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Nigerians in South Africa ask President Ramaphosa for protection

By Guardian Nigeria
06 March 2022   |   8:41 am
Nigerians living in South Africa have asked President Cyril Ramaphosa to protect them and their properties from xenophobic attacks. The Nigerian community in that country made the request amid the recent wave of hostilities against foreigners in South Africa. The Nigerian community, under the aegis of Nigeria Union South Africa (NUSA) made the request in…

South African President Cyril Ramaphosa (Photo by RODGER BOSCH / AFP)

Nigerians living in South Africa have asked President Cyril Ramaphosa to protect them and their properties from xenophobic attacks.

The Nigerian community in that country made the request amid the recent wave of hostilities against foreigners in South Africa.

The Nigerian community, under the aegis of Nigeria Union South Africa (NUSA) made the request in a statement signed by the President of NUSA, Mr Collins Mgbo and e-mailed from Pretoria, South Africa.

“I call on President Cyril Ramaphosa to help our community during this trying time so that we may not lose our brothers again” xenophobic attacks, Mgbo said.

The NUSA president said foreigners became even more worried when a group of more than 2,000 people recently demonstrated against migrant workers as part of “Operation Dudula’’.

Dudula, a Zulu word which means “drive back’’, has gained popularity as a sign of growing anti-immigrant sentiments in South Africa, a country that has seen the level of unemployment worsen and poverty further worsened by the Coronavirus (COVID-19).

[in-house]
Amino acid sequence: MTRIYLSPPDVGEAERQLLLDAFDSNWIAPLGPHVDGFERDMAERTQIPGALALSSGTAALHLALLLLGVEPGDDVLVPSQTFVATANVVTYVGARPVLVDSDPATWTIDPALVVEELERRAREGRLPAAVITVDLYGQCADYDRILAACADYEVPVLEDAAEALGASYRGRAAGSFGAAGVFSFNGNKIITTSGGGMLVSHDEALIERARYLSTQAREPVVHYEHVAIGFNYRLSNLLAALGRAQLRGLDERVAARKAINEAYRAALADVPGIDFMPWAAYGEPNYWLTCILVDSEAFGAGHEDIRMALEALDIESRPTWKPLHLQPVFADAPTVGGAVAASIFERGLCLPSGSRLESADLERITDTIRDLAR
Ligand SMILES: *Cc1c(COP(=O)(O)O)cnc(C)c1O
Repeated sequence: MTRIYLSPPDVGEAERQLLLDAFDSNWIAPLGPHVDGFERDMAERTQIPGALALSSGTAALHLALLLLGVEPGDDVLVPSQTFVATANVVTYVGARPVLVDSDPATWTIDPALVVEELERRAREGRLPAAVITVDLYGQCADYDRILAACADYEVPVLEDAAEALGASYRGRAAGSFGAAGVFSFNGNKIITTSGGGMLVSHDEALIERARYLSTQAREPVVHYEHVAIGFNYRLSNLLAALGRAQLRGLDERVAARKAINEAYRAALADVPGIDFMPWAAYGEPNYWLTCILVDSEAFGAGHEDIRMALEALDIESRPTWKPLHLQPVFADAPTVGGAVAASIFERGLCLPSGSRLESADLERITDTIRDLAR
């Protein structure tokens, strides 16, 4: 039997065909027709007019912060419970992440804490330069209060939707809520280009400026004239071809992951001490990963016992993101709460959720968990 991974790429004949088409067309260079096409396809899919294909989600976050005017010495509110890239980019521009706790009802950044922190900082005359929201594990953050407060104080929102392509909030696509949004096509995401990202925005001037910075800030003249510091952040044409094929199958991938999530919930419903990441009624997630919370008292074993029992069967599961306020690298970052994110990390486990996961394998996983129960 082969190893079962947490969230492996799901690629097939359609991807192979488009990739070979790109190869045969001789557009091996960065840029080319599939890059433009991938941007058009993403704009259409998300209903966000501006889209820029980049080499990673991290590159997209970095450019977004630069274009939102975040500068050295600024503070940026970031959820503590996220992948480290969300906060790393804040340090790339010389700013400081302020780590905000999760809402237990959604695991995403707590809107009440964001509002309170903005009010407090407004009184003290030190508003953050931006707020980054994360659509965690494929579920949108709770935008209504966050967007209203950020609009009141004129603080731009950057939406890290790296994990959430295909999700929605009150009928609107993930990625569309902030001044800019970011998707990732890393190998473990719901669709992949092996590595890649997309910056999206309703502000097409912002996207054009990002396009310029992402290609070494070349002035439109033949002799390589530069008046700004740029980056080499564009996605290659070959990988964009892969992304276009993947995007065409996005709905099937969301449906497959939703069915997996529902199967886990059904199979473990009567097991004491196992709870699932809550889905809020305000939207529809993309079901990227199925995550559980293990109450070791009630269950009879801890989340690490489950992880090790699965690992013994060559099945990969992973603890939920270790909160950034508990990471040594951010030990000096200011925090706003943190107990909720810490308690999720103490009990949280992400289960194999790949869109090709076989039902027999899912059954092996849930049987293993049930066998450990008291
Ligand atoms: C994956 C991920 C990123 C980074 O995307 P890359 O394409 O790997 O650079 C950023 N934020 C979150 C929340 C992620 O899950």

“The Operation Dudula group turned up in a mob of several hundreds at a migrant centre in South Africa’s Soweto township, with the unemployed, wielding weapons and angry with foreigners they accuse of taking their jobs, chanting `Foreigners, go home’,’’ Mgbo said.

He explained that NUSA was worried about the safety of Nigerians in South Africa when the groups began with their illegal acts of abuse and destruction of properties and businesses owned by foreigners, and Nigerians in particular.

“We are concerned because in the past, xenophobic protests have led to violence and looting of shops owned by foreigners.

“In 2008, the attacks against foreigners left at least 62 people dead, and in 2015, seven innocent African brothers were killed.

“Armed mobs descended on foreign-owned businesses in Johannesburg in 2019. Another mob attack left at least 12 people dead.

“In recent weeks, scores of protesters have been staging demonstrations against undocumented migrants in what they have dubbed ‘Operation Dudula’, and this time, we do not know how many foreign nationals would sacrifice their lives for it,’’ he said.

Mgbo said that politicians such as Julius Malema, the Commander-In-Chief of Economic Freedom Fighters (EFF) and Mmusi Maimane, had condemned the actions of this group.

“President Cyril Ramaphosa voiced out his concern stating that his government was closely watching ongoing anti-migrant protests to prevent them from resulting into xenophobic attacks, amid growing public anger at foreigners.

“Ramaphosa said his government is aware of pockets of groupings that are trying to foment negative attitude and feelings toward foreigners.

“The president said the law enforcement agencies are keeping a watchful eye on the way that people are responding to the presence of people from other countries in our own country,’’ Mgbo said.

He quoted the South African president as saying: “The security agencies are watching and will make sure these things will not result into violence against people from various other countries.’’